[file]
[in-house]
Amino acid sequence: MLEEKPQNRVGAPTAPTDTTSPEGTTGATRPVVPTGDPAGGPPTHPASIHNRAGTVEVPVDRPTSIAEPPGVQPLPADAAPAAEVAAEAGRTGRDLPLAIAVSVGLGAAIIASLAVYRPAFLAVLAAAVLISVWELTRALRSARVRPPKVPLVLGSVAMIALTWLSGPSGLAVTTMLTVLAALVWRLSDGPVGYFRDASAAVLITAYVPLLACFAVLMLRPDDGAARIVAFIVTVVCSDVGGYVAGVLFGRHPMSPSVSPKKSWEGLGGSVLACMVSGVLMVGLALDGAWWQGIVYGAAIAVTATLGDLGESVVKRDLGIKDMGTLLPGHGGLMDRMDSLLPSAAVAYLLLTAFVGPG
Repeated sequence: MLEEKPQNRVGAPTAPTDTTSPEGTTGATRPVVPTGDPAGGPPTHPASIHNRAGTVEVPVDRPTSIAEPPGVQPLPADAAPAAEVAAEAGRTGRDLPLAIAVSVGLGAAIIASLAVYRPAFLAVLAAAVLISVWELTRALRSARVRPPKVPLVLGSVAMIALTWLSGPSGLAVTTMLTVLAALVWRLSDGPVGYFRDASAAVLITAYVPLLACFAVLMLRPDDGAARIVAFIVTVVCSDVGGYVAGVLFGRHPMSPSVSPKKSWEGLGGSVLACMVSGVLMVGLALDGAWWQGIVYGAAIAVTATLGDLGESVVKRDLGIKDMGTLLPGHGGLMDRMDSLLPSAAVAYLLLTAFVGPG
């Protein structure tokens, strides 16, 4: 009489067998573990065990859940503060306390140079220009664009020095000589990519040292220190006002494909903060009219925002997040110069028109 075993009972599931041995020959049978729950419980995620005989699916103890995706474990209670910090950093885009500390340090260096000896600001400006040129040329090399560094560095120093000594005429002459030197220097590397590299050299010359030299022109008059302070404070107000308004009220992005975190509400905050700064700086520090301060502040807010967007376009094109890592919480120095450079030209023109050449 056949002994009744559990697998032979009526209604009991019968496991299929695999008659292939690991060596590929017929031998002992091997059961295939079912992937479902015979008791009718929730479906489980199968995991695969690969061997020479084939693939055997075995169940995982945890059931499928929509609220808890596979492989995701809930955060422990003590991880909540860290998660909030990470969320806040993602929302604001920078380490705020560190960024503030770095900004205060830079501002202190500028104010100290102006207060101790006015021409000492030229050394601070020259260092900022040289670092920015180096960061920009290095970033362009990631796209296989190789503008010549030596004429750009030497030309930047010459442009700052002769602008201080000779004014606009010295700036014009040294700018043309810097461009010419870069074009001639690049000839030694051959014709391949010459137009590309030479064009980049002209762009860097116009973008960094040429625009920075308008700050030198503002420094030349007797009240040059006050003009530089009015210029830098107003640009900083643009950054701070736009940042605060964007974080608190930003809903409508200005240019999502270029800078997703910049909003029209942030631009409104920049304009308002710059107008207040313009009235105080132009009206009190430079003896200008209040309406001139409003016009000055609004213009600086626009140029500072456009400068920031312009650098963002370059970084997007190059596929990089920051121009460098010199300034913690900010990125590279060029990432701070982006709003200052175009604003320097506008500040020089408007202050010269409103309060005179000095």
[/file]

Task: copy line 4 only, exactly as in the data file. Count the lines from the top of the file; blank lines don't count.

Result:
């Protein structure tokens, strides 16, 4: 009489067998573990065990859940503060306390140079220009664009020095000589990519040292220190006002494909903060009219925002997040110069028109 075993009972599931041995020959049978729950419980995620005989699916103890995706474990209670910090950093885009500390340090260096000896600001400006040129040329090399560094560095120093000594005429002459030197220097590397590299050299010359030299022109008059302070404070107000308004009220992005975190509400905050700064700086520090301060502040807010967007376009094109890592919480120095450079030209023109050449 056949002994009744559990697998032979009526209604009991019968496991299929695999008659292939690991060596590929017929031998002992091997059961295939079912992937479902015979008791009718929730479906489980199968995991695969690969061997020479084939693939055997075995169940995982945890059931499928929509609220808890596979492989995701809930955060422990003590991880909540860290998660909030990470969320806040993602929302604001920078380490705020560190960024503030770095900004205060830079501002202190500028104010100290102006207060101790006015021409000492030229050394601070020259260092900022040289670092920015180096960061920009290095970033362009990631796209296989190789503008010549030596004429750009030497030309930047010459442009700052002769602008201080000779004014606009010295700036014009040294700018043309810097461009010419870069074009001639690049000839030694051959014709391949010459137009590309030479064009980049002209762009860097116009973008960094040429625009920075308008700050030198503002420094030349007797009240040059006050003009530089009015210029830098107003640009900083643009950054701070736009940042605060964007974080608190930003809903409508200005240019999502270029800078997703910049909003029209942030631009409104920049304009308002710059107008207040313009009235105080132009009206009190430079003896200008209040309406001139409003016009000055609004213009600086626009140029500072456009400068920031312009650098963002370059970084997007190059596929990089920051121009460098010199300034913690900010990125590279060029990432701070982006709003200052175009604003320097506008500040020089408007202050010269409103309060005179000095």